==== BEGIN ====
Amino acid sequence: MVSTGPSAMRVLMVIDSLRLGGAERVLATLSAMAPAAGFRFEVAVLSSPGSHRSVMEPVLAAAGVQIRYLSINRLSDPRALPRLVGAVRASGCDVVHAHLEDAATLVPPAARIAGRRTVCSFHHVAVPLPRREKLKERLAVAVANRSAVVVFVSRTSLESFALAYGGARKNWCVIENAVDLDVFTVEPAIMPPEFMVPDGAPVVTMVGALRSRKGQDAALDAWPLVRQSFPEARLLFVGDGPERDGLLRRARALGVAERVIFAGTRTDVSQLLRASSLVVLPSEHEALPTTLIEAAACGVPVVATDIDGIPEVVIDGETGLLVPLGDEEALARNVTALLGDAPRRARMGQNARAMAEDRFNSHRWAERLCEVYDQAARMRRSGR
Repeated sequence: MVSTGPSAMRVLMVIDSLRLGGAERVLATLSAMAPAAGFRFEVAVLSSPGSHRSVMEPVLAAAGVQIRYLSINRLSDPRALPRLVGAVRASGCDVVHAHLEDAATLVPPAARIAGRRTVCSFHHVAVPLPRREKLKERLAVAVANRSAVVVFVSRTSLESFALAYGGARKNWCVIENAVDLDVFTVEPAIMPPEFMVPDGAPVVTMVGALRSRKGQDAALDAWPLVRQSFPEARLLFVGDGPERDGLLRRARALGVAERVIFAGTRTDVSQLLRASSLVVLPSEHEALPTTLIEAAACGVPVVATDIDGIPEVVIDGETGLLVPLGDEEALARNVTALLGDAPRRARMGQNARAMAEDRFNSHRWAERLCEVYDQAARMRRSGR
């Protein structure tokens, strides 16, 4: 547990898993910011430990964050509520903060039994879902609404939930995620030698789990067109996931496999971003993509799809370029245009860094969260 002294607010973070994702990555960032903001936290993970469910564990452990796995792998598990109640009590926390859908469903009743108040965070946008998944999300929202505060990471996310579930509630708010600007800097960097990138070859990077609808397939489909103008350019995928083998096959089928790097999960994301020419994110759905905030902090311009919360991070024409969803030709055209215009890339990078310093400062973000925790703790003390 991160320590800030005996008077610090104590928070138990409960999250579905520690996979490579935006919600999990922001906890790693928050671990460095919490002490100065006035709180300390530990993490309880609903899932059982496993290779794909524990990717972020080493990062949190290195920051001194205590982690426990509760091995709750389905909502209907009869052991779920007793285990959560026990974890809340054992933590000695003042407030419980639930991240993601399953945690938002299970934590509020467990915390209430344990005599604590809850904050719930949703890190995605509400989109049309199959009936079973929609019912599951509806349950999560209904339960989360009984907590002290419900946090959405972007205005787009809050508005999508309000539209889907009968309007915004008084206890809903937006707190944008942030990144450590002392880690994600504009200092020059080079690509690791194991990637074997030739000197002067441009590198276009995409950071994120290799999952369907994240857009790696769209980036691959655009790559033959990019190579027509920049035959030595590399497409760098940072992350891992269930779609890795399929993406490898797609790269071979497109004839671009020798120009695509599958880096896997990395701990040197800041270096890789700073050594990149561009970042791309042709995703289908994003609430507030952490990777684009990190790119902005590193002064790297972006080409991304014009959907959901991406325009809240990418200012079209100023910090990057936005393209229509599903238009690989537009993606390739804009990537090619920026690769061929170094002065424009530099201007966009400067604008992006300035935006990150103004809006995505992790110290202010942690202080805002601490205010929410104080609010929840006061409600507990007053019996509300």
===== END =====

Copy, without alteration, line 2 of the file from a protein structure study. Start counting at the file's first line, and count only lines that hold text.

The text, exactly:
Repeated sequence: MVSTGPSAMRVLMVIDSLRLGGAERVLATLSAMAPAAGFRFEVAVLSSPGSHRSVMEPVLAAAGVQIRYLSINRLSDPRALPRLVGAVRASGCDVVHAHLEDAATLVPPAARIAGRRTVCSFHHVAVPLPRREKLKERLAVAVANRSAVVVFVSRTSLESFALAYGGARKNWCVIENAVDLDVFTVEPAIMPPEFMVPDGAPVVTMVGALRSRKGQDAALDAWPLVRQSFPEARLLFVGDGPERDGLLRRARALGVAERVIFAGTRTDVSQLLRASSLVVLPSEHEALPTTLIEAAACGVPVVATDIDGIPEVVIDGETGLLVPLGDEEALARNVTALLGDAPRRARMGQNARAMAEDRFNSHRWAERLCEVYDQAARMRRSGR